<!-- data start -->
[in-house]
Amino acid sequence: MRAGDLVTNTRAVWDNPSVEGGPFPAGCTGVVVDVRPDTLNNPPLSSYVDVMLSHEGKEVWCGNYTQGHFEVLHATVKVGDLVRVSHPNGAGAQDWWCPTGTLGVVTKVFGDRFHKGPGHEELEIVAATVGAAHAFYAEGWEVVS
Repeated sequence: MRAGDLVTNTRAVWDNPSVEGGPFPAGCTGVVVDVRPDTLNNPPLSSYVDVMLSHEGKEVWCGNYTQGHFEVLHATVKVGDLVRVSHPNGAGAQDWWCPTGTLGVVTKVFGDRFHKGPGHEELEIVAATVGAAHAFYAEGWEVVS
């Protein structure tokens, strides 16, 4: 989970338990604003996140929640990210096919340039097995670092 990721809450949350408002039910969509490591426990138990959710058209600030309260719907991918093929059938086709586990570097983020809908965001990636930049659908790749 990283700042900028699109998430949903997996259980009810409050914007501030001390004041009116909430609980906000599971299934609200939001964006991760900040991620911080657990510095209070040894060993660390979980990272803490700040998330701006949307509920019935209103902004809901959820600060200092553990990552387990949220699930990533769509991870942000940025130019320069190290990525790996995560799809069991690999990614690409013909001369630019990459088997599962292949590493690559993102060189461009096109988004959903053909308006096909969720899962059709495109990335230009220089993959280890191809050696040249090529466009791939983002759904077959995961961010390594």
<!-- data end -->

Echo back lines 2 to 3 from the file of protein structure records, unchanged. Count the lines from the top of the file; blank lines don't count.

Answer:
Amino acid sequence: MRAGDLVTNTRAVWDNPSVEGGPFPAGCTGVVVDVRPDTLNNPPLSSYVDVMLSHEGKEVWCGNYTQGHFEVLHATVKVGDLVRVSHPNGAGAQDWWCPTGTLGVVTKVFGDRFHKGPGHEELEIVAATVGAAHAFYAEGWEVVS
Repeated sequence: MRAGDLVTNTRAVWDNPSVEGGPFPAGCTGVVVDVRPDTLNNPPLSSYVDVMLSHEGKEVWCGNYTQGHFEVLHATVKVGDLVRVSHPNGAGAQDWWCPTGTLGVVTKVFGDRFHKGPGHEELEIVAATVGAAHAFYAEGWEVVS